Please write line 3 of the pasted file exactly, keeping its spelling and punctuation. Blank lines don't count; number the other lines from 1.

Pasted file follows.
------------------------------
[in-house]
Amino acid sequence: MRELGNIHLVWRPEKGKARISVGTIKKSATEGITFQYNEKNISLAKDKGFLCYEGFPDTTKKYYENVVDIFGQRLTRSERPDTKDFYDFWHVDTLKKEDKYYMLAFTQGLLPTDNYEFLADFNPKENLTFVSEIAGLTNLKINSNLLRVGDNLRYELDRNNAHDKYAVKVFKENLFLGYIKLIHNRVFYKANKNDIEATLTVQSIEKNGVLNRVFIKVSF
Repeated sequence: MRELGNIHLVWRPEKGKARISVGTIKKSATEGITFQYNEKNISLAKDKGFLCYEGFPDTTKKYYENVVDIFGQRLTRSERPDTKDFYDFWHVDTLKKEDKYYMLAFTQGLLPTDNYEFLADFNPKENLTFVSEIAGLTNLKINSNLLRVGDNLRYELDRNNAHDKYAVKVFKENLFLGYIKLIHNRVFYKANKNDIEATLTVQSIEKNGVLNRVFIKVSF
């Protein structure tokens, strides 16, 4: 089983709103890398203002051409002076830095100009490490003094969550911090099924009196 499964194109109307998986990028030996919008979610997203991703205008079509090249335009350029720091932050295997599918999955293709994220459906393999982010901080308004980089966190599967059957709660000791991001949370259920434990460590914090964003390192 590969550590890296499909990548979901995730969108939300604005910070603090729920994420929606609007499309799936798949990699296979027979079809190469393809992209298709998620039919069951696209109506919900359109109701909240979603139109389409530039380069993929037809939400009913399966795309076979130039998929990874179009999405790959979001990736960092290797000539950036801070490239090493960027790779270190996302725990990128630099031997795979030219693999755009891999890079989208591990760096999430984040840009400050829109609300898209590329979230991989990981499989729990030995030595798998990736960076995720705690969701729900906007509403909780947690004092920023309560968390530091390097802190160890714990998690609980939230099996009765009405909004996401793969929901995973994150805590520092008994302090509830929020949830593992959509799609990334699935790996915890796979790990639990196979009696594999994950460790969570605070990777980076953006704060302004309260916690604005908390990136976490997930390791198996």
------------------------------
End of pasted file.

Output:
Repeated sequence: MRELGNIHLVWRPEKGKARISVGTIKKSATEGITFQYNEKNISLAKDKGFLCYEGFPDTTKKYYENVVDIFGQRLTRSERPDTKDFYDFWHVDTLKKEDKYYMLAFTQGLLPTDNYEFLADFNPKENLTFVSEIAGLTNLKINSNLLRVGDNLRYELDRNNAHDKYAVKVFKENLFLGYIKLIHNRVFYKANKNDIEATLTVQSIEKNGVLNRVFIKVSF